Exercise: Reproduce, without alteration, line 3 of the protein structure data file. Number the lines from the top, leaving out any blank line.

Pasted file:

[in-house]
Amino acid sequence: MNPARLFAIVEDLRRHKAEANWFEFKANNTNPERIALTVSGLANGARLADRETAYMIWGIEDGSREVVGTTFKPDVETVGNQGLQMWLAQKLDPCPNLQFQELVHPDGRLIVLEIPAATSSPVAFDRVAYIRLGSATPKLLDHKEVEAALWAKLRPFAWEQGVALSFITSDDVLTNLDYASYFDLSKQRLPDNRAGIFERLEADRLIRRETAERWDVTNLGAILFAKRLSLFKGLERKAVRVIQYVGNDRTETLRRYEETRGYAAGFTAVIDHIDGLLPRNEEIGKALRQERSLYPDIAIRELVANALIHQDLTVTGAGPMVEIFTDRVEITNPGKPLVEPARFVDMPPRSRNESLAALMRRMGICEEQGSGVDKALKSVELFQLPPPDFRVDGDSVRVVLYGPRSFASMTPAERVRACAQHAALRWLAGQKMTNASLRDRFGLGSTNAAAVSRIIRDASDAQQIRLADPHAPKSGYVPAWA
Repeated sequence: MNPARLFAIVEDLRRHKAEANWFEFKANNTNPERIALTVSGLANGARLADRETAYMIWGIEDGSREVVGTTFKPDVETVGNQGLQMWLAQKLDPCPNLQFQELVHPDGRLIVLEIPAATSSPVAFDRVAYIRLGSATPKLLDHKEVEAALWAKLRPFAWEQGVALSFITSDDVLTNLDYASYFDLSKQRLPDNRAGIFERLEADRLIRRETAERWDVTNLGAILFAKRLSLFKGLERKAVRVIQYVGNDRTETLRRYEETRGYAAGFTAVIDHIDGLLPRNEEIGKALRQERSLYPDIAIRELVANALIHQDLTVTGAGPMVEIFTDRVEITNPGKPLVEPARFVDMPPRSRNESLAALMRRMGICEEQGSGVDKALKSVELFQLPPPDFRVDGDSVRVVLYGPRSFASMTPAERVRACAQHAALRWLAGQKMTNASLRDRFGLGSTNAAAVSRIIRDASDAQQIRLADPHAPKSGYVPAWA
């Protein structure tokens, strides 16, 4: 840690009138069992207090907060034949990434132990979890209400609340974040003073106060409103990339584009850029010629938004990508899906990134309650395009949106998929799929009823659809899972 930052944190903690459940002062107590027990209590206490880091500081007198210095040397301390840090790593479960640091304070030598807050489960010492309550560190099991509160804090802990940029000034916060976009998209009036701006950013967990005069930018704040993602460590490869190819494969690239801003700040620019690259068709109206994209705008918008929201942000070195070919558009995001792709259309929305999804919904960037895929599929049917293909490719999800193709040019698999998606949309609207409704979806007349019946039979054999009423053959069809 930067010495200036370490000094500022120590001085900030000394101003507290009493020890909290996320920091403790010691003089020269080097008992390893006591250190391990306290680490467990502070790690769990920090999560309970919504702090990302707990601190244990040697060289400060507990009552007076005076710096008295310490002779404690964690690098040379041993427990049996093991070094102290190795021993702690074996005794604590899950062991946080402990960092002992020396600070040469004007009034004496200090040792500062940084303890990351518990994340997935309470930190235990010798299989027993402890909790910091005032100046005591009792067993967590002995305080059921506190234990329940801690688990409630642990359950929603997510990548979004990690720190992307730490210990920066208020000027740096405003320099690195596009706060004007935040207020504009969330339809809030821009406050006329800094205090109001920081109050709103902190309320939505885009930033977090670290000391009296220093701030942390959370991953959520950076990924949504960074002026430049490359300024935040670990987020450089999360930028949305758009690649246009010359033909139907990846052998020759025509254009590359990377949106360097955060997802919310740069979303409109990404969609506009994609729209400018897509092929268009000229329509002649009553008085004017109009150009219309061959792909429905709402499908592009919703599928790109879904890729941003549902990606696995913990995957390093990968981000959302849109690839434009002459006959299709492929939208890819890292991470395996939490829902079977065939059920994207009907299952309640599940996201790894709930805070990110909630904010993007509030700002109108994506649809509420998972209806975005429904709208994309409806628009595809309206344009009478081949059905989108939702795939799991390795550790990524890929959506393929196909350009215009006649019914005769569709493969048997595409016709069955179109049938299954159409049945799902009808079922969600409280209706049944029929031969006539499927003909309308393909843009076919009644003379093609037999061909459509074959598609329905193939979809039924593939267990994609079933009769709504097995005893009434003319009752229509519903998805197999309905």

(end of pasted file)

Repeated sequence: MNPARLFAIVEDLRRHKAEANWFEFKANNTNPERIALTVSGLANGARLADRETAYMIWGIEDGSREVVGTTFKPDVETVGNQGLQMWLAQKLDPCPNLQFQELVHPDGRLIVLEIPAATSSPVAFDRVAYIRLGSATPKLLDHKEVEAALWAKLRPFAWEQGVALSFITSDDVLTNLDYASYFDLSKQRLPDNRAGIFERLEADRLIRRETAERWDVTNLGAILFAKRLSLFKGLERKAVRVIQYVGNDRTETLRRYEETRGYAAGFTAVIDHIDGLLPRNEEIGKALRQERSLYPDIAIRELVANALIHQDLTVTGAGPMVEIFTDRVEITNPGKPLVEPARFVDMPPRSRNESLAALMRRMGICEEQGSGVDKALKSVELFQLPPPDFRVDGDSVRVVLYGPRSFASMTPAERVRACAQHAALRWLAGQKMTNASLRDRFGLGSTNAAAVSRIIRDASDAQQIRLADPHAPKSGYVPAWA